could you elaborate on that and why you think perhaps he chose that particular way to go? >> so what's interesting about that, sue, just as an aside is that there is some behavioral economics research that shows people respond better to positive reinforcement than negative reinforcement. i don't know if lloyd blankfein was picking up on that. but we always talk about the fiscal cliff in terms of the downside. here's the calamity that will ensue if we don't solve our fiscal cliff problems, don't solve the deficit problem. what lloyd blankfein made very plain from actions of the company that are being taken now or would be taken is the up side of solving the problem, which is that if you were to -- if there were an announcement tomorrow in the papers that -- or on cnbc, of course, that there was a deal, this would cause his company to begin to invest, he'd be a better buyer of the market here. there's all these things that we're leaving on the table. there's up side to growth. there's up side to the market. frankly, i don't think either party -- or many people have really thought about it in those terms. i thought that was a refreshing way to think about it.
>> in other words, steve, he was administering a little bit of psychological therapy not only for his colleagues in business and on wall street but also for some in politics as well. >> i think so, john. john, that was a key question to me, is a republican or democrat more likely to make a compromise on essential tenet that they hold because they know that there's some up side here to that compromise that offsets the negative that they see from what they don't want to happen. >> mary thompson though, this is a role that we don't often see lloyd blankfein in. one could almost use the word statesman like when he was making those comments. talk to me about your impressions of what he said and how he appeared in this particular panel. >> well, i think as everyone has pointed out, he was very statesman like, very i would say reasoned and balanced in his approach in how he'd deal with the issues, not rush to anything but phase in some of the needed cuts and increases over a long term. i do want to go back to something that steve was saying and something that i took away from mr. blankfein's comments, that at this point not only
would it be an opportunity for his firm but it is an opportunity for the u.s. economy. the rest of the world is in troub trouble. if we get our house in order, that kind of re-affirms the u.s.' economic dominance, something that should appeal to both parties. so as he said, wall street may have been wrong in keeping their head, you know, down behind the fox hole because they were concerned about some criticism that they might have had in pointing out what could be the negative consequences, but obviously he feels this is the time to step forward and be more vocal about it. >> folks, steve raised the question of where the fed comes in to all of this discussion about the fiscal cliff and what it's been doing to try and stimulate the economy. i want to listen to part of that exchange right now and get your reactions. >> i think the fed is being very aggressive and i think courageous in doing what they can. there's very little monetary tools left. but you know they have a mandate and they're deploying all that they have but there's nothing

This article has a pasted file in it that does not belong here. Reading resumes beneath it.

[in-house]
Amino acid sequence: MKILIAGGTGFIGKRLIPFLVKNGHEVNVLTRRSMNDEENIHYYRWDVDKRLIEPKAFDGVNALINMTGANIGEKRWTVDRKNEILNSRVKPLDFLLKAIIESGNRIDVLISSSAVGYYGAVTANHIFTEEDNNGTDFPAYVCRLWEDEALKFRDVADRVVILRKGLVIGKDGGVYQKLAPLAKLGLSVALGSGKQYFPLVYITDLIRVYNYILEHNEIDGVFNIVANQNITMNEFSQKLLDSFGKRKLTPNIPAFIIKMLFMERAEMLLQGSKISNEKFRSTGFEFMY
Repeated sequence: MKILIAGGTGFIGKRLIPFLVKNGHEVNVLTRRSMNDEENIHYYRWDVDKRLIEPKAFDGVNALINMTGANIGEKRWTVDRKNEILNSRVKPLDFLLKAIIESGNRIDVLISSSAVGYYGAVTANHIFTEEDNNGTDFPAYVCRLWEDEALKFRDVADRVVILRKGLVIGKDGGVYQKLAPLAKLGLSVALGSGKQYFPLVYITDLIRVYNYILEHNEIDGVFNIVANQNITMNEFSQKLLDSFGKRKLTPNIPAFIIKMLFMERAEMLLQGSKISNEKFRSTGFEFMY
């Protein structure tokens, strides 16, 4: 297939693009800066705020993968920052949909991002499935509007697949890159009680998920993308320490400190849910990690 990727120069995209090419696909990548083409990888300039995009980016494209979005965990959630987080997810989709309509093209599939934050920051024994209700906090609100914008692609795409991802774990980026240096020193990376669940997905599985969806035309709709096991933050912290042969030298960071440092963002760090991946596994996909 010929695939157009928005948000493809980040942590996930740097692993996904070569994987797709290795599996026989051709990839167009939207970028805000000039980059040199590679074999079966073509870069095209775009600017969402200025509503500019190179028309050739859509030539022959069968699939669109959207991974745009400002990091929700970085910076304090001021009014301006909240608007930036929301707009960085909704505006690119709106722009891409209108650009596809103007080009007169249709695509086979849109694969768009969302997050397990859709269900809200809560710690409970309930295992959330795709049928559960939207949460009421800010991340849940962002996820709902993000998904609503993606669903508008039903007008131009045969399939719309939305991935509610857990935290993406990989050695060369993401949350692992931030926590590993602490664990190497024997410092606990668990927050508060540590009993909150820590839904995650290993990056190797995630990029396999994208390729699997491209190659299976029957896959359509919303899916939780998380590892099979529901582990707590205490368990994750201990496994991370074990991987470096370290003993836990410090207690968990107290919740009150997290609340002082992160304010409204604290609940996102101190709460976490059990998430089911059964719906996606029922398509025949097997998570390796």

that will allow the fed to compensate for a total a abdication of fiscal responsibility. >> steve, your reaction to that. the fed obviously doing what it can and chairman bernanke basically in some congressional testimony has said i'm basically doing what i can, guys, you've got do your part. >> blankfein was essentially quoting the chairman himself who said we cannot offset the effects of the fiscal cliff. i asked him about that criticism out there that they're enabling some of the deficit spending that's going on. i think what blankfein's response was that the fed has no choice here and to an extent it is doing that. he didn't seem to disagree with it very much. >> another thing i thought was an interesting and sort of telling statistic here, you asked if interest rates were at their normal historical levels, what kind of hole would that blow in the deficit, and mr. bowles had the number at the tip of his fingers. he said it would go from $230
billion in interest expense now to $650 billion in annual interest expense if interest rates were where they typically have been. >> tyler, you put your finger on what's the real concern right now about the level of the deficit, which is, as everybody says, the deficit is not a problem until it is. how does it become a problem? interest rates normalize. of course there's some term structure to the debt. doesn't all hit us at once but in essence that's where the rubber's going to meet the road right there, is in interest expense when it should normalize -- which everybody expects it to do -- what's going to be the total interest bill of this country. >> let's wrap this up by going around the horn and seeing what you all think. steve, i'm going to start with you. the question to all of you is whether or not we end up going over the fiscal cliff. steve, yes or no. >> i say no. >> john harwood? >> no or if we do, for an extremely short time simply as an action forcing mechanism. we are not going to